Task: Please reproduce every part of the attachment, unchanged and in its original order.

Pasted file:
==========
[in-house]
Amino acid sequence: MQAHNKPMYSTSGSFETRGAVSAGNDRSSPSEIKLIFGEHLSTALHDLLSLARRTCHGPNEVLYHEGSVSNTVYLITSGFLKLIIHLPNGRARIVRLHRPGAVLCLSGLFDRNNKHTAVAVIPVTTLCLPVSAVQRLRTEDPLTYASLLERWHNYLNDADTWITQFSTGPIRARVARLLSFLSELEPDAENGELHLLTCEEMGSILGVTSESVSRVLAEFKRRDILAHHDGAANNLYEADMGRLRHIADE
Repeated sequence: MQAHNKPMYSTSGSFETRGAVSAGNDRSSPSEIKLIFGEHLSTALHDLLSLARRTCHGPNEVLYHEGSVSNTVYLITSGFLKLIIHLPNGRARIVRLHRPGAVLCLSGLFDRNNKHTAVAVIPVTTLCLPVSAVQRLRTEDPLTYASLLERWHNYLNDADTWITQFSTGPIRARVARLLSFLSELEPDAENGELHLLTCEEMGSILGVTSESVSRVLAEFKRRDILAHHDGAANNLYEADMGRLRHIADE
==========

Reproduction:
[in-house]
Amino acid sequence: MQAHNKPMYSTSGSFETRGAVSAGNDRSSPSEIKLIFGEHLSTALHDLLSLARRTCHGPNEVLYHEGSVSNTVYLITSGFLKLIIHLPNGRARIVRLHRPGAVLCLSGLFDRNNKHTAVAVIPVTTLCLPVSAVQRLRTEDPLTYASLLERWHNYLNDADTWITQFSTGPIRARVARLLSFLSELEPDAENGELHLLTCEEMGSILGVTSESVSRVLAEFKRRDILAHHDGAANNLYEADMGRLRHIADE
Repeated sequence: MQAHNKPMYSTSGSFETRGAVSAGNDRSSPSEIKLIFGEHLSTALHDLLSLARRTCHGPNEVLYHEGSVSNTVYLITSGFLKLIIHLPNGRARIVRLHRPGAVLCLSGLFDRNNKHTAVAVIPVTTLCLPVSAVQRLRTEDPLTYASLLERWHNYLNDADTWITQFSTGPIRARVARLLSFLSELEPDAENGELHLLTCEEMGSILGVTSESVSRVLAEFKRRDILAHHDGAANNLYEADMGRLRHIADE